Can we watch Miss France and be a feminist?

This December 11, as every year, an anthology of young women will parade, spangled swimsuits and high heels, on the stage of the Zenith in Caen (Normandy) and in front of the television screens in the hope of wearing the tiara of Miss France 2022.

And like every year, the old quarrel resurfaces between the defenders and detractors of the most famous beauty pageant, each rehashing their arguments through the media. to such an extent that we sometimes have the feeling of having heard everything and its opposite on the theme.

In journalism jargon, we call it a “chestnut tree”, one of those subjects that keep coming back like the seasons. At the risk of getting bored? “The repetition can also be good when it allows to debate, to ask questions to overcome the simplistic oppositions that make people feel guilty”, encourages semiologist Virginie Spies, lecturer at the University of Avignon.

So let’s start by trying to understand why some 9 million French people – a record, with 40% of the market share – were in front of their posts during the previous edition of this show, created in 1920 and televised since 1987. All hideous anti-feminists ?

“The strength of this popular and family-friendly program is first and foremost to entertain. We are looking to disconnect from everyday worries “, plays down the media specialist. And almost everyone is there: “From the traditional France of regions and terroirs, honored by girls as beautiful as they are intelligent, to France, which is more connected with social networks, which has given the show a new lease of life”, she continues.

Like Rachel, 23, who admits willingly giving in to the pleasure, kindly guilty, of Cinderella syndrome while indulging in that, less charitable, of making fun between girlfriends of the alleged shortcomings of the candidates.

But, after all, is it that bad? “The concern is that this kind of reality TV show is based on mechanisms of selection and elimination with, at the center, the bodies of women, which says a lot about the underlying motives of our society”, emphasizes Virginie Spies.

This is what mobilizes feminist activists who tirelessly denounce, since the 1970s, a spectacle not only “Cheesy”, as some mock, but purely sexist in principle. “Because what is it if not to promote a stereotypical code of beauty to which all women are supposed to submit? “, accuses Daniela Levy, one of the spokespersons of the association Dare feminism!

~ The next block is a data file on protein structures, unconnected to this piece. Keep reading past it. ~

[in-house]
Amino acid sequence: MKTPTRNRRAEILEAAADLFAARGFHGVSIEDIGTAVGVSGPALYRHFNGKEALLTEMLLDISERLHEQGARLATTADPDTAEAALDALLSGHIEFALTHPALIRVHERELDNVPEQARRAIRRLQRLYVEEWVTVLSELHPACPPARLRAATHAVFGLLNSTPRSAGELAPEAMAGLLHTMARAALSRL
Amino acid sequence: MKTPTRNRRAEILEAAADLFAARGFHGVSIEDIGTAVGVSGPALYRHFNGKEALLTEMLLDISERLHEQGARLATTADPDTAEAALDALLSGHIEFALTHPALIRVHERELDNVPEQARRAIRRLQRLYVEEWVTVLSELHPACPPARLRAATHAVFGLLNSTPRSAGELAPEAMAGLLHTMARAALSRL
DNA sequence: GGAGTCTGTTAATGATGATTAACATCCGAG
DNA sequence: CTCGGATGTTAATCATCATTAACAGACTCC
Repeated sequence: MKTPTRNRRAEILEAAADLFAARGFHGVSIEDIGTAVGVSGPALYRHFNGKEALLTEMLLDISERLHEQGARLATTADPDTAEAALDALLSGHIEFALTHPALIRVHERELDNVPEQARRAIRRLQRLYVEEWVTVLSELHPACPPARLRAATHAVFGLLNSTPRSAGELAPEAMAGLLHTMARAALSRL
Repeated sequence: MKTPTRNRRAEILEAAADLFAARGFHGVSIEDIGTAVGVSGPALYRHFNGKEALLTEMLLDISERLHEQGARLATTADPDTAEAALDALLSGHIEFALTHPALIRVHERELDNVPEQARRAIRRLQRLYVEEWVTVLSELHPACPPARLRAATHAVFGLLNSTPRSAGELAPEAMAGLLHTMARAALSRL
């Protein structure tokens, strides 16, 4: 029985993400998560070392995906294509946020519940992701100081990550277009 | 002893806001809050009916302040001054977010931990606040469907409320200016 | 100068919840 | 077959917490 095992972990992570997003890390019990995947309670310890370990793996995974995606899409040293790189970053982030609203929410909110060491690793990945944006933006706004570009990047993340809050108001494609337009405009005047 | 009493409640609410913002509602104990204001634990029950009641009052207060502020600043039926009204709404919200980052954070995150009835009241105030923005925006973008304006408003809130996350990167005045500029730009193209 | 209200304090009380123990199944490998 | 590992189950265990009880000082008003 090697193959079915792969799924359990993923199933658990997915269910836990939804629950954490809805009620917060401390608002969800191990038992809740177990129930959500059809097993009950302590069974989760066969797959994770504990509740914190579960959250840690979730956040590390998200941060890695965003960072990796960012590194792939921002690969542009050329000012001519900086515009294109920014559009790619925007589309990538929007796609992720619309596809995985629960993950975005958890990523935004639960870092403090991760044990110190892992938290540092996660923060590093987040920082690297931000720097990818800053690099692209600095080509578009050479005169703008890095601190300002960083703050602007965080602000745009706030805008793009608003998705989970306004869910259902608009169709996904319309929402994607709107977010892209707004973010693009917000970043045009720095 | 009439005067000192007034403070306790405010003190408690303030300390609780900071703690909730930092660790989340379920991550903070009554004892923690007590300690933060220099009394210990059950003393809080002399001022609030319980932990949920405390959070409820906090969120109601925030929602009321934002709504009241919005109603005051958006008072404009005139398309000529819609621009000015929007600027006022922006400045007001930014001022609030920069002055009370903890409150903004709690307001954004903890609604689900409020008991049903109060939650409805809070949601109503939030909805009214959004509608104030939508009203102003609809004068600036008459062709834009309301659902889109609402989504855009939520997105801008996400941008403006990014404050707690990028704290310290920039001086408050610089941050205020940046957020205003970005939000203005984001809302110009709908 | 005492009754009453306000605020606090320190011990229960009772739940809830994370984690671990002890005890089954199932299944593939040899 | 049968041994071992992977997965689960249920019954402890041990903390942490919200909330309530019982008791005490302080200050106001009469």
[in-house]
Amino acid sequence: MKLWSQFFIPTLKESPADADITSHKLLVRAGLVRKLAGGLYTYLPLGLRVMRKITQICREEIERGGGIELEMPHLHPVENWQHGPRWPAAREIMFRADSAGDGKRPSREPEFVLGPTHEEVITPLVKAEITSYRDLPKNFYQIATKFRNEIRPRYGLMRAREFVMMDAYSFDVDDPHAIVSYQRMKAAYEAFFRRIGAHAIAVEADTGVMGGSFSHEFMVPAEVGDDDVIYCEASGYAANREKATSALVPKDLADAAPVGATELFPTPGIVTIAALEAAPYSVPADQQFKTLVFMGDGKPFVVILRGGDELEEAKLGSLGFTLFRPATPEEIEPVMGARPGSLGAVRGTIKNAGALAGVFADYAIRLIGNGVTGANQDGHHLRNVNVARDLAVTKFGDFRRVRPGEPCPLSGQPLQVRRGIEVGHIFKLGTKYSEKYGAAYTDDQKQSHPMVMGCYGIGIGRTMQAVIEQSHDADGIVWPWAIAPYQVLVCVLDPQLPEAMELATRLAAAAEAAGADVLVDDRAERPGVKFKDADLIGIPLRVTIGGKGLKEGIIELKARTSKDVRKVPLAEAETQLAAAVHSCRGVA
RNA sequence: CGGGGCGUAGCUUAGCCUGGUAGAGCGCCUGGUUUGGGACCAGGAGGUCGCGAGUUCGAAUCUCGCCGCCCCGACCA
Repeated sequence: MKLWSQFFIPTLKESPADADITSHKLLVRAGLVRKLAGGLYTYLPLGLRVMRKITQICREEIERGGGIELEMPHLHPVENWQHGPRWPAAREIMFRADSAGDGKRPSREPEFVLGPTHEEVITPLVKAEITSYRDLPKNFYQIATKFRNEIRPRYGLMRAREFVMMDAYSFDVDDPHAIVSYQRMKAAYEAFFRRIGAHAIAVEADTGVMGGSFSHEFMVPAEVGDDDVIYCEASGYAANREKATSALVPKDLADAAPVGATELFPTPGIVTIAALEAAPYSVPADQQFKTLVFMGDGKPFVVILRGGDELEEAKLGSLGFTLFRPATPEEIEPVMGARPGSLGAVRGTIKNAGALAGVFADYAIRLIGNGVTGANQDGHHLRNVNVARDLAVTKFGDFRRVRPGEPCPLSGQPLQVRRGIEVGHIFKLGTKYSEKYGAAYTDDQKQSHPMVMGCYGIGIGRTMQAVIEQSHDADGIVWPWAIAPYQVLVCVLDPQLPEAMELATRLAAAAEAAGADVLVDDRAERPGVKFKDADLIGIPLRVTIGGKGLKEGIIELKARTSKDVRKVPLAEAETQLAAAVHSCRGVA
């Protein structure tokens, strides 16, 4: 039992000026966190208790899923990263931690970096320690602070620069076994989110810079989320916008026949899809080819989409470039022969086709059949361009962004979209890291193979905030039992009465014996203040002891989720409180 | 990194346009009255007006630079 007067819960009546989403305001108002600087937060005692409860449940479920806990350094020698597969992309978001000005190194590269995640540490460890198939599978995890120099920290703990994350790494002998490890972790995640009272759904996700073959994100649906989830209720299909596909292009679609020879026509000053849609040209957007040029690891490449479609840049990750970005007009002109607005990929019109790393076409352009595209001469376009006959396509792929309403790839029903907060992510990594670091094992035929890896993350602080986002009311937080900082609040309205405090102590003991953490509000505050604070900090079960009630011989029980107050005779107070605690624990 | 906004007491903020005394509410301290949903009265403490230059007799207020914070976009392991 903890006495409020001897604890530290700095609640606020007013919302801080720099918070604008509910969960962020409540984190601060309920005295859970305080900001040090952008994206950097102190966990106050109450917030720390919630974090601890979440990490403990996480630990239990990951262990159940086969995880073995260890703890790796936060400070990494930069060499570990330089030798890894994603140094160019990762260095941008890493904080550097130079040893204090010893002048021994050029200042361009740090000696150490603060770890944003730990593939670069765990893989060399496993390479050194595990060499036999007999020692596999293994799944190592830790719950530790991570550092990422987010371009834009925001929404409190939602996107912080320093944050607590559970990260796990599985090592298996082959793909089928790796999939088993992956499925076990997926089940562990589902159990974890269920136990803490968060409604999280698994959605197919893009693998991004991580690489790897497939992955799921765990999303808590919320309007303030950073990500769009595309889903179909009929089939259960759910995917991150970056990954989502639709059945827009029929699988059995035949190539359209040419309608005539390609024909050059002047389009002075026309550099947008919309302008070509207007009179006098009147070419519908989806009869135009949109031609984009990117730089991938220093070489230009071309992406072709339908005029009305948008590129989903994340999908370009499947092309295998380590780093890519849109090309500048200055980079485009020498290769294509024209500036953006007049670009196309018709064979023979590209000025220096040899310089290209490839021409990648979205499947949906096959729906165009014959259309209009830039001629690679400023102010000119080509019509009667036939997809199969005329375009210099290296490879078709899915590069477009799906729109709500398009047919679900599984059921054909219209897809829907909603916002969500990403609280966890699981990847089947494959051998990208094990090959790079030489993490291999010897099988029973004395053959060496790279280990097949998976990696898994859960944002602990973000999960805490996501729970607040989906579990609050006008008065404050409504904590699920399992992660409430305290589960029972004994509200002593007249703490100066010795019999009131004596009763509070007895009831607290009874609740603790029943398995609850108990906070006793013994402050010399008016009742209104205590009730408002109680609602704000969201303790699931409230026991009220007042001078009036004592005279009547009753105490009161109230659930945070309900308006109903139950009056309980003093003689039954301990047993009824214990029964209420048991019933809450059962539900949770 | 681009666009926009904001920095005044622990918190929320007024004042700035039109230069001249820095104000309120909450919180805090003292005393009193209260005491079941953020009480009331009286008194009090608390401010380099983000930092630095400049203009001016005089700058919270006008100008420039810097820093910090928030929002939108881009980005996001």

That is. But hasn’t the Miss France contest also become a springboard for some candidates, the opportunity to show that they have a head in addition to their charm, or even to pass messages as was the case in 2017 with the broadcast, during the show, of a clip on violence against women?

“If it was really a question of highlighting talented or committed women, the competition would be open to all and not only to those who meet the restrictive and normative criteria set both physically – height, weight – and moral. – be single, without children, without a political position, sweeps Daniela Levy. In this sense, the Miss France contest is indeed the product of the patriarchal system of domination and violence which continues to be exerted on women. “

To free yourself from it, Dare feminism! has also decided this year to raise its voice by bringing the debate to justice. On October 19, the association brought an action before the industrial tribunal against the organizing company that owns the “Miss France” brand, Endemol Productions, a subsidiary of the Banijay group, a French audiovisual production giant.

The association accuses him “To use women to build an extremely lucrative program while flouting labor rights” and therefore asks that participation in the show be recognized as a service giving rise to a contract and that all discriminatory clauses relating to physical appearance or morals be removed from the regulations in order to select the candidates.

If the judges were to accede to these requests, it is clear that the very existence of the Miss France show would be compromised, which would definitely settle the question posed.

Without calling into question the existence of a competition that she considers to be doing “Part of our traditions, of our culture”, Élisabeth Moreno, Minister Delegate in charge of equality between women and men, believes that her rules are “Has been” and that it is high time for them to change. “Why is a candidate for Miss France who poses topless to fight against breast cancer is excluded? Why couldn’t a Miss France be a mom? “, she pleads.

In the meantime, it will be up to each and every one of them again this year to decide: vote for “the most beautiful” for an evening or skip a show that conveys a caricatured image of women. In any case, in his soul and conscience.


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